Most labor historians and activists trace the modern origins of May Day to the Knights of Labor’s call for a national general strike on May 1, 1886, to establish the eight-hour day as the standard for all United Statesian workers. They had a simple, inspired/inspiring idea—for all workers to walk off the job on May 1, pledged that none of them would return until all of them had been granted the eight-hour day. Hundreds of thousands of workers around the U.S. heeded that strike call in 1886 (see Jeremy Brecher, Strike!). Chicago became the center of attention and, within Chicago, the largest factory in the U.S., the McCormick Harvester Works. There, KofL organizers held a series of rallies and demonstrations urging the largely new immigrant (Czech, Polish, Hungarian, Bohemian, etc.) workforce to put down their tools and join the strike (see the wonderful new book, Death in the Haymarket by James Green). On the fourth day of the campaign, police broke up a rally, charging that the activists did not have a permit. A bomb was thrown into the ranks of the police, other police opened fire on the crowd, a number died on both sides, and the movement’s organizers were arrested and charged with murder. Several were executed.

Out of the protests that spread across the world came the tradition of observing May 1 as an international workers’ holiday.Ironically, in the country where the events happened that inspired the holiday, May 1 was erased from the labor movement’s calendar. In the 1890s, President Grover Cleveland mandated the first Monday in September as “Labor Day” and it was embraced by the relatively conservative leadership of the American Federation of Labor. As this day became a legal holiday, politicians and labor “leaders” discouraged workers from celebrating May Day.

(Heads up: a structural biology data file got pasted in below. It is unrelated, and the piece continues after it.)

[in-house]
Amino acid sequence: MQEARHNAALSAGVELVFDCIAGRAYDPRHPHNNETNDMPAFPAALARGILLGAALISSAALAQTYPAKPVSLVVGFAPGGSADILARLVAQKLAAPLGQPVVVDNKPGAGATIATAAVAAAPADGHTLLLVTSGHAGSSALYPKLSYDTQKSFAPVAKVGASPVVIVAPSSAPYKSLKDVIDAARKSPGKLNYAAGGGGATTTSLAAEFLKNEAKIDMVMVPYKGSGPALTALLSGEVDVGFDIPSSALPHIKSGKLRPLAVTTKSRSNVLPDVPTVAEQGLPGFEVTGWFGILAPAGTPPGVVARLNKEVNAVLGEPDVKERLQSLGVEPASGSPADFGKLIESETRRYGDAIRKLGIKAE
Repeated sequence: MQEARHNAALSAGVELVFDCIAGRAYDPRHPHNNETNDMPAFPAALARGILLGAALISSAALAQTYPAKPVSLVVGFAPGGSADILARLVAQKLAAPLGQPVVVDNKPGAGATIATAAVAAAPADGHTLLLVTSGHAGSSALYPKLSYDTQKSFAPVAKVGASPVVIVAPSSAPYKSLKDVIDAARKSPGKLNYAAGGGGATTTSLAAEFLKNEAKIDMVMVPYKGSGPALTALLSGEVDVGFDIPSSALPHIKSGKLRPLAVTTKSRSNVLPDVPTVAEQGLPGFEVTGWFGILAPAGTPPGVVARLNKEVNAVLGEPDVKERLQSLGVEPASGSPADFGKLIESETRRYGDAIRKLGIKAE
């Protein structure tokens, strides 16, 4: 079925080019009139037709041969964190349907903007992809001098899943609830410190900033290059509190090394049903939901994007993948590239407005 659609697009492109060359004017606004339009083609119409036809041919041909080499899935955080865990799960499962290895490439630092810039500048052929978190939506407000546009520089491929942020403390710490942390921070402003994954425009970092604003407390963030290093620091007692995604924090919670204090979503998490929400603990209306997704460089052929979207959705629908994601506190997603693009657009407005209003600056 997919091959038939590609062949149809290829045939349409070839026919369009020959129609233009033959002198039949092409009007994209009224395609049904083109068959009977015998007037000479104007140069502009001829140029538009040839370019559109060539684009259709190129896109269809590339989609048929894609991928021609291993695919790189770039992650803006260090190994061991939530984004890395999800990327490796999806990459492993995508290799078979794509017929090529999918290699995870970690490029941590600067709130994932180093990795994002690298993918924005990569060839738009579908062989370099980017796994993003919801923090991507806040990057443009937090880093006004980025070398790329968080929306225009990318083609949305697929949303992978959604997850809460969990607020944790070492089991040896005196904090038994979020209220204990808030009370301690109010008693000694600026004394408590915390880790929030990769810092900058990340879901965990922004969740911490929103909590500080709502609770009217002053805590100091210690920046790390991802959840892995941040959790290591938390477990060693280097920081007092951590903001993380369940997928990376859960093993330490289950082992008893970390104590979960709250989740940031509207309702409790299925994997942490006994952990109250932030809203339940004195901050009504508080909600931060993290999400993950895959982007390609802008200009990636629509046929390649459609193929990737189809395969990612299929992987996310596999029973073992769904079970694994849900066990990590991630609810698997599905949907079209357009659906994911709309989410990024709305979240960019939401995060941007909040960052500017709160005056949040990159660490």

Nevertheless, labor activists of all sorts continued to celebrate (see Bruce Nelson,Beyond the Martyrs) and, at times, their ranks and spirits were renewed by new immigrants who brought passionate May Day traditions with them into the United States.

On rare occasions, May Day has continued to serve as a rallying point for workers’ militancy in the US. In 1937, for instance, thousands of steelworkers on strike for union recognition at Republic and Bethlehem Steel organized a massive march in South Chicago. As they neared one of the mills, private security guards opened fire, killing a number of strikers. This “Memorial Day Massacre” entered the pantheon of labor commemorations in the ensuing years (see Irving Bernstein, The Turbulent Years).

Today is an opportune moment for us to investigate and identify the roots of this holiday. It has always been about “protest,” albeit often with a celebratory spirit. That the movement for new immigrant rights has selected May Day for its next demonstration is stunningly appropriate. It is also a wonderful opportunity for the rest of us to connect not only with them, but also with our submerged past.

Peter Rachleff is a professor of history at Macalester College in St. Paul.